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Forest Fires Linked in Many Ways to Climate Change

Heat Wave is Allowing Mountain Pine Beetles that Kill Trees to Proliferate in Higher Numbers than Usual

Heat waves. Dry lightning. Draught. Extreme windstorms. Overpopulation of tree-eating beetles. Wildfires.

forest fire Photo byCameron StrandbergPine trees that are killed off by beetles are like ticking firebombs, just waiting for one strike of dry
lightning in a drought stricken area.

What do all of these things have in common? They are the tangible effects of climate change, scientists say, rather timidly. Even the recent rash of wildfires across western states, which have fire crews and residents scrambling to identify causes, can list global warming as a ‘fuel.’

As of last month, the United States has seen over 40,000 hot weather records broken, roughly seven daily hot temperature records for every one cold. By this time last year, only 25,000 daily records had been broken. And 2011 was the ninth warmest year in the contiguous US.

"This is what global warming looks like at the regional or personal level," says Jonathan Overpeck in a recent Time Science article. Overpeck is a professor of geosciences and atmospheric sciences at the University of Arizona. "The extra heat increases the odds of worse heat waves, droughts, storms and wildfire. This is certainly what I and many other climate scientists have been warning about."

The heat is fueling the fire in another insidious way. It’s allowing mountain pine beetles to proliferate more than usual.

In many parts of the American West, and particularly in South Dakota’s Black Hills, pine forests are being ravaged by one of the worst infestations of mountain pine beetles in recorded history.

“If it’s not the largest, it’s got to be one of the largest [infestations],” says Craig Bobzien, Black Hills National Forest supervisor. The current infestation by the native beetles is in its fifteenth year. About a third of the forest, nearly 400,000 acres, have already been killed by the beetles. Bobzien assumes the blight will only continue to increase.

The match tip-sized beetles seek out healthy, wide diameter ponderosa pines. They tunnel through the moist bark, drying out and eventually killing the tree, and the next generation repeats the process the next year. The tree might remain upright for another year or two, its needles turning a rusty red before falling off.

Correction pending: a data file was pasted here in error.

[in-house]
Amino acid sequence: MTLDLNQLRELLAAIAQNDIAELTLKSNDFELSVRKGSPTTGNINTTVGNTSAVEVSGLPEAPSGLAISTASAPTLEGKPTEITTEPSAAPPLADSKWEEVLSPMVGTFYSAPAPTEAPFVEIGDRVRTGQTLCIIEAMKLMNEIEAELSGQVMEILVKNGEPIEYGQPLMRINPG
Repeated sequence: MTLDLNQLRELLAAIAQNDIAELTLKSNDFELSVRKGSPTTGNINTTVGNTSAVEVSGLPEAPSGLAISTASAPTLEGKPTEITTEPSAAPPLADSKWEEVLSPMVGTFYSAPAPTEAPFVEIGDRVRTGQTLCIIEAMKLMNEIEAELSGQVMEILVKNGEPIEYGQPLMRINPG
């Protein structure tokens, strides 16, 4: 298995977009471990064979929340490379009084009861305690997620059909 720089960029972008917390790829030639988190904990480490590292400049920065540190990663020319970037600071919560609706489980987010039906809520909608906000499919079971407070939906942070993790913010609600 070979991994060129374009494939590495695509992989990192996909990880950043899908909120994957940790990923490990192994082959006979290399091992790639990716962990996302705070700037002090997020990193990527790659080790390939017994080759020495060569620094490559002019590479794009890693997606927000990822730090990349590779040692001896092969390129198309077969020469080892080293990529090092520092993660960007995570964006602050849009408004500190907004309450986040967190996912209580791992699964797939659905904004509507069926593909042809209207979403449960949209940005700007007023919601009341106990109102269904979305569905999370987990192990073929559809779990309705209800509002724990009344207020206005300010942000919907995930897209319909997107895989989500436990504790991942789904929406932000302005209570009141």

Hiking through the Black Hills, you can see both the ravaged trees and forest crews’ attempts to hinder the infestation. Hand piles of slash sit by the road waiting to be burned. Thinned trees lie in piles to dry out. This gives healthy pines extra nutrients and moisture to pitch out the beetles. It also allows for more air circulation, an unfavorable condition for the beetles.

How did the beetle population reach such epidemic proportions? Conditions have been favorable to the beetle habitat, says Bobzien. A dense, wide diameter forest provided ample food and space. A warmer, longer spring made colonizing new trees in new areas easy. A study in Colorado found that a close cousin of the mountain pine beetle was actually producing two generations in a year instead of the usual one. Basically, the effects of climate change encouraged beetle population growth.

Which brings us back to the wildfires. Pine trees that are killed off by beetles are like ticking firebombs, just waiting for one strike of dry lightning in a drought stricken area. In the first few years after their deaths, the pines remain standing with dry needles attached. “It adds one layer of complexity to a complex fire environment,” says Bobzien. Fires can travel vertically as well as on the ground. A ‘crown fire’ high up in still-standing trees is hard to control and travels easily in hot, dry winds.

The pines’ real fire potential presents itself after the dead tree falls. The thick, dry stumps build up as “thousand hour fuel,” the type that burns hot and is difficult to contain. Fire crews usually burn off accumulated ground fuels in prescribed burns, but this year — thanks to the warmer weather, low moisture, and freak storms — fire season got an early start. Prescribed burns were out of the question as crews scrambled to gain control of wildfires that transitioned across the country as the season wore on.

“Fires become very large very quickly in places where conditions come together,” says Punky Moore, Acting Black Hills National Forest Public Affairs Officer. “We still have a long way to go through fire season.”

The areas affected by the current wildfires will recover quickly enough. New growth will push through, the beetles will eventually run out of healthy pines, humans will rebuild their scorched houses. The natural cycle will begin again. It’s the unnatural cycles and effects of human interference that we should be worried about.

Nicky Ouellet
After teaching English for three years in Russia and on the Pine Ridge Indian Reservation, Nicky now writes for the Earth Island Journal.

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Comments

This is such an important story. Thanks for covering it. For a lot more detail on this issue, read “Our Dying Forests” by Brandon Loomis in the Salt Lake Tribune.  The series earned The Grantham Prize this year. WWW.granthamprize.org

By Metcalf Institute on Tue, July 10, 2012 at 3:03 pm

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